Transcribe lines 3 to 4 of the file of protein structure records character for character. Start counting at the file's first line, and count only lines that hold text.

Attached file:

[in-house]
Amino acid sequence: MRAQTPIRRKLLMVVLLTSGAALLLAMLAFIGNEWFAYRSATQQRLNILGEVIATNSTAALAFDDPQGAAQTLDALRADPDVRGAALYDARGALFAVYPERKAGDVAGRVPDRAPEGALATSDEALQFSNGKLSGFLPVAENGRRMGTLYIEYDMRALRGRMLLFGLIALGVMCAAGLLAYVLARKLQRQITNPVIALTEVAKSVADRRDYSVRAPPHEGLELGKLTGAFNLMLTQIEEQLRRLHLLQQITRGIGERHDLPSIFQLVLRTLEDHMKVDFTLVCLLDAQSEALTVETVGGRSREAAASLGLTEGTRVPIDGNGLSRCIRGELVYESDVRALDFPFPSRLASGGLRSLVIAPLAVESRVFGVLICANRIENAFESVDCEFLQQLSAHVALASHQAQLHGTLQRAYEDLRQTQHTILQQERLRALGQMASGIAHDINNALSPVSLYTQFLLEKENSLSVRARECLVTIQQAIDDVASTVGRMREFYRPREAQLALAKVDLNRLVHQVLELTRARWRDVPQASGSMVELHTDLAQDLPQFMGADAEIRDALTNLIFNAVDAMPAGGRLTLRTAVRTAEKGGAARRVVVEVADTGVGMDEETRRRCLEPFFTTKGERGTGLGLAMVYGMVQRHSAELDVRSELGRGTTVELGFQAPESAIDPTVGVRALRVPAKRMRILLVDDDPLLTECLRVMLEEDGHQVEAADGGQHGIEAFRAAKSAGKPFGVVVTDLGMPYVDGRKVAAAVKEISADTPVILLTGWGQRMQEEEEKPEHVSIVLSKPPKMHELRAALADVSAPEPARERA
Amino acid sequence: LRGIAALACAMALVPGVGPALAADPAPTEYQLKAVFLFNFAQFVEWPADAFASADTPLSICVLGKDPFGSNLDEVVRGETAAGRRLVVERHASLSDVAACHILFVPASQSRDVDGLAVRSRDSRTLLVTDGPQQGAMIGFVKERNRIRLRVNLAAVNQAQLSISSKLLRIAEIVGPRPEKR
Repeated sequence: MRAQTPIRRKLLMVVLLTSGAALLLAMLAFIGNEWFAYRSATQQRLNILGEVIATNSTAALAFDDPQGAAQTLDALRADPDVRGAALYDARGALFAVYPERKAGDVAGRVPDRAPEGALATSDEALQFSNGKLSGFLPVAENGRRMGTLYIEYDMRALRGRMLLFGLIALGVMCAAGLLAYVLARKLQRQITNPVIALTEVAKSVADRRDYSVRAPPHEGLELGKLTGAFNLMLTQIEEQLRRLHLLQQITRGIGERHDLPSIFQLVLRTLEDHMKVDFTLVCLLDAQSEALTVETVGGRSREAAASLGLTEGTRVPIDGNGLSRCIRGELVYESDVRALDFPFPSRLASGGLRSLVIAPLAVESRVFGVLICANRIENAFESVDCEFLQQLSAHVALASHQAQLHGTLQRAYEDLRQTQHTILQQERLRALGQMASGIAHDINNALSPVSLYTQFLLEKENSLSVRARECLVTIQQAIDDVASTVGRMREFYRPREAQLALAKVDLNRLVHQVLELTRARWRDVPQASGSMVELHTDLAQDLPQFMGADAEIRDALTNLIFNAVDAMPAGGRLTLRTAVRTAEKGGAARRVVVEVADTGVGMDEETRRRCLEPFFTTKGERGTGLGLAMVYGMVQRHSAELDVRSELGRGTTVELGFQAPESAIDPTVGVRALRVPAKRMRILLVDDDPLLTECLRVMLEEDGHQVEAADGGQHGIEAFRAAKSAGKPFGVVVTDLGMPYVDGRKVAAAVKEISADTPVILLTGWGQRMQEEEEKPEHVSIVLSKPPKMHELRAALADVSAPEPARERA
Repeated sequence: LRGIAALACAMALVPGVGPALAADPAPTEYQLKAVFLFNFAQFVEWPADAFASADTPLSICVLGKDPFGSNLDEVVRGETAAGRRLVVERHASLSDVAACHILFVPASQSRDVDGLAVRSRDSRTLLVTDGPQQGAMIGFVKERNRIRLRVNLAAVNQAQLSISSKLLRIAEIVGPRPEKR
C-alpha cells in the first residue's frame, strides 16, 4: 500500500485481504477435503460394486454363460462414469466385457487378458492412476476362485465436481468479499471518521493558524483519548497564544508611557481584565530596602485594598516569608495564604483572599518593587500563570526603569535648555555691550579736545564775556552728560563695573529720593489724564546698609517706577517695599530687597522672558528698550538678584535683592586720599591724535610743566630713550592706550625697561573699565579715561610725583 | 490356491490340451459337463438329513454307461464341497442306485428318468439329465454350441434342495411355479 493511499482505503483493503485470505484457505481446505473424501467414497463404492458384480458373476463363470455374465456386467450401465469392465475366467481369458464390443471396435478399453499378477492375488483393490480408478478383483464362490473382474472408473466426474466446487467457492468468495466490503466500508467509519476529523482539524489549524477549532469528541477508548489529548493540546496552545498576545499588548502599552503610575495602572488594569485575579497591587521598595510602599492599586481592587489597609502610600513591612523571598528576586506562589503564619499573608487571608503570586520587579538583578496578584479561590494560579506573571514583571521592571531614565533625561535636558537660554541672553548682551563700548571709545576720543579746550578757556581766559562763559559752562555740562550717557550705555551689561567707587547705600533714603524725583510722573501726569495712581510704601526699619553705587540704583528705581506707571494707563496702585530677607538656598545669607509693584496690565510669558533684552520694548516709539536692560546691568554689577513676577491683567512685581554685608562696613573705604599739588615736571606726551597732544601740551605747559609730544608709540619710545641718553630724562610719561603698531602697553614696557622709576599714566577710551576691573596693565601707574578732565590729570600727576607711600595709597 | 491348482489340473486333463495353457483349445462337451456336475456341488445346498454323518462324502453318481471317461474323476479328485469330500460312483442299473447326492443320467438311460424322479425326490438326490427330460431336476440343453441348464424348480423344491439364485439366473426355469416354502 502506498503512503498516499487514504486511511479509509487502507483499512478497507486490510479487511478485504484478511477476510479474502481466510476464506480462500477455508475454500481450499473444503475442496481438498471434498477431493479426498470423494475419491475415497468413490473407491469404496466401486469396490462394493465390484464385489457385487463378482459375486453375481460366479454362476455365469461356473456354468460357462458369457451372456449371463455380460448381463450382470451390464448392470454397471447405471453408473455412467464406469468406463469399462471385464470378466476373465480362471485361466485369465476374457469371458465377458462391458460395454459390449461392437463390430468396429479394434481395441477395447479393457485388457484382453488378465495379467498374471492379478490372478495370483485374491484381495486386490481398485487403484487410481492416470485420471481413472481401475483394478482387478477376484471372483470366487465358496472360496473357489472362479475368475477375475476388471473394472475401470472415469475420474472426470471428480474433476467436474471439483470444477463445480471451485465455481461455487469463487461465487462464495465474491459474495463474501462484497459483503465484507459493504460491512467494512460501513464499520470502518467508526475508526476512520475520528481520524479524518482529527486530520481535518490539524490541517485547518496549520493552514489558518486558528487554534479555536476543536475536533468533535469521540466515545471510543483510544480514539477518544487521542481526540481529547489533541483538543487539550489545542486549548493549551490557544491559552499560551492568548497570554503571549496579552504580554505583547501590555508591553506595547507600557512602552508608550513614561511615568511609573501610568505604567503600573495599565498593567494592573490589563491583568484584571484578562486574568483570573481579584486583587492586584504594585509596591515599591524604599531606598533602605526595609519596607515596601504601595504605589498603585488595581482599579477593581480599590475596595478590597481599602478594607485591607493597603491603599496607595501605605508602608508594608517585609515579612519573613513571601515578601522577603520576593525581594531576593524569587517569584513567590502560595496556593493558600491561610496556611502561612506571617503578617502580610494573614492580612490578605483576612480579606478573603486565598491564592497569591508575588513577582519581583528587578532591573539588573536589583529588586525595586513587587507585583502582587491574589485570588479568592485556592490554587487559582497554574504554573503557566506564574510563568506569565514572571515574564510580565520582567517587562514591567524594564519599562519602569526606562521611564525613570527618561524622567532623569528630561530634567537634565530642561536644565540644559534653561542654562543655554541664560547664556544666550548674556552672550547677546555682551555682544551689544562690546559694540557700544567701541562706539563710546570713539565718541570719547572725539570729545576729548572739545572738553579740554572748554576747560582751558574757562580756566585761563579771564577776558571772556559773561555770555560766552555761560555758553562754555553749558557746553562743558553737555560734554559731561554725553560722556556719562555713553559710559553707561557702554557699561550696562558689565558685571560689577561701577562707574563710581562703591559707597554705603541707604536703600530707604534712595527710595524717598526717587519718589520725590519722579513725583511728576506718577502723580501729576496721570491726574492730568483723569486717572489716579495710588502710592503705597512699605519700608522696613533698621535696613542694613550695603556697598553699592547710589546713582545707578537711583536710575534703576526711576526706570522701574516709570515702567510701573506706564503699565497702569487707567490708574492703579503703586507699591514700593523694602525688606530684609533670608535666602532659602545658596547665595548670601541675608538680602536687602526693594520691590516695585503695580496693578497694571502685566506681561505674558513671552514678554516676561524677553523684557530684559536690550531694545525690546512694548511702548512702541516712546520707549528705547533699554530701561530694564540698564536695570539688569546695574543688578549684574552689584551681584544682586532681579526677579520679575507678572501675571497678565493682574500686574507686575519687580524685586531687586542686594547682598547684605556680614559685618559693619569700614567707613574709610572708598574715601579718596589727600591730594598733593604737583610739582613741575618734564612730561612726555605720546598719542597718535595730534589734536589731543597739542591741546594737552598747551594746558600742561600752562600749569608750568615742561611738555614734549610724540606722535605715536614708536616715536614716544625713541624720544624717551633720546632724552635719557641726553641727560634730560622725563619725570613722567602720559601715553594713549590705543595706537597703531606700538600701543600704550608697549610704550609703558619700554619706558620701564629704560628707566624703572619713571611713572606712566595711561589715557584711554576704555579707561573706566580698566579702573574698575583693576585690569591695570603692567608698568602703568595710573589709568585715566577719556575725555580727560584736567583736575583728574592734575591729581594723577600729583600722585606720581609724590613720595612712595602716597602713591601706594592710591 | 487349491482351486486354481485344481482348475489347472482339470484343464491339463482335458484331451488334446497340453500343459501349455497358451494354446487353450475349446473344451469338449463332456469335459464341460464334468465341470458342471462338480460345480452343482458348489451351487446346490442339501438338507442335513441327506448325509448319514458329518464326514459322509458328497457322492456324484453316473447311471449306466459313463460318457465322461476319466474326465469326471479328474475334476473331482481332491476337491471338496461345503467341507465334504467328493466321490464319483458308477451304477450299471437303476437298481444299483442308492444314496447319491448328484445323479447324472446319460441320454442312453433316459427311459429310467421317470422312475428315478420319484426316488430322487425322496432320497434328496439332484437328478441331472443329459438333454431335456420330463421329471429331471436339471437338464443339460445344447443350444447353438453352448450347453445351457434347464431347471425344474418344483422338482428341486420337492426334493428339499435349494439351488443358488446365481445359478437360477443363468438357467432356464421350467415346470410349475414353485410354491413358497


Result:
Amino acid sequence: LRGIAALACAMALVPGVGPALAADPAPTEYQLKAVFLFNFAQFVEWPADAFASADTPLSICVLGKDPFGSNLDEVVRGETAAGRRLVVERHASLSDVAACHILFVPASQSRDVDGLAVRSRDSRTLLVTDGPQQGAMIGFVKERNRIRLRVNLAAVNQAQLSISSKLLRIAEIVGPRPEKR
Repeated sequence: MRAQTPIRRKLLMVVLLTSGAALLLAMLAFIGNEWFAYRSATQQRLNILGEVIATNSTAALAFDDPQGAAQTLDALRADPDVRGAALYDARGALFAVYPERKAGDVAGRVPDRAPEGALATSDEALQFSNGKLSGFLPVAENGRRMGTLYIEYDMRALRGRMLLFGLIALGVMCAAGLLAYVLARKLQRQITNPVIALTEVAKSVADRRDYSVRAPPHEGLELGKLTGAFNLMLTQIEEQLRRLHLLQQITRGIGERHDLPSIFQLVLRTLEDHMKVDFTLVCLLDAQSEALTVETVGGRSREAAASLGLTEGTRVPIDGNGLSRCIRGELVYESDVRALDFPFPSRLASGGLRSLVIAPLAVESRVFGVLICANRIENAFESVDCEFLQQLSAHVALASHQAQLHGTLQRAYEDLRQTQHTILQQERLRALGQMASGIAHDINNALSPVSLYTQFLLEKENSLSVRARECLVTIQQAIDDVASTVGRMREFYRPREAQLALAKVDLNRLVHQVLELTRARWRDVPQASGSMVELHTDLAQDLPQFMGADAEIRDALTNLIFNAVDAMPAGGRLTLRTAVRTAEKGGAARRVVVEVADTGVGMDEETRRRCLEPFFTTKGERGTGLGLAMVYGMVQRHSAELDVRSELGRGTTVELGFQAPESAIDPTVGVRALRVPAKRMRILLVDDDPLLTECLRVMLEEDGHQVEAADGGQHGIEAFRAAKSAGKPFGVVVTDLGMPYVDGRKVAAAVKEISADTPVILLTGWGQRMQEEEEKPEHVSIVLSKPPKMHELRAALADVSAPEPARERA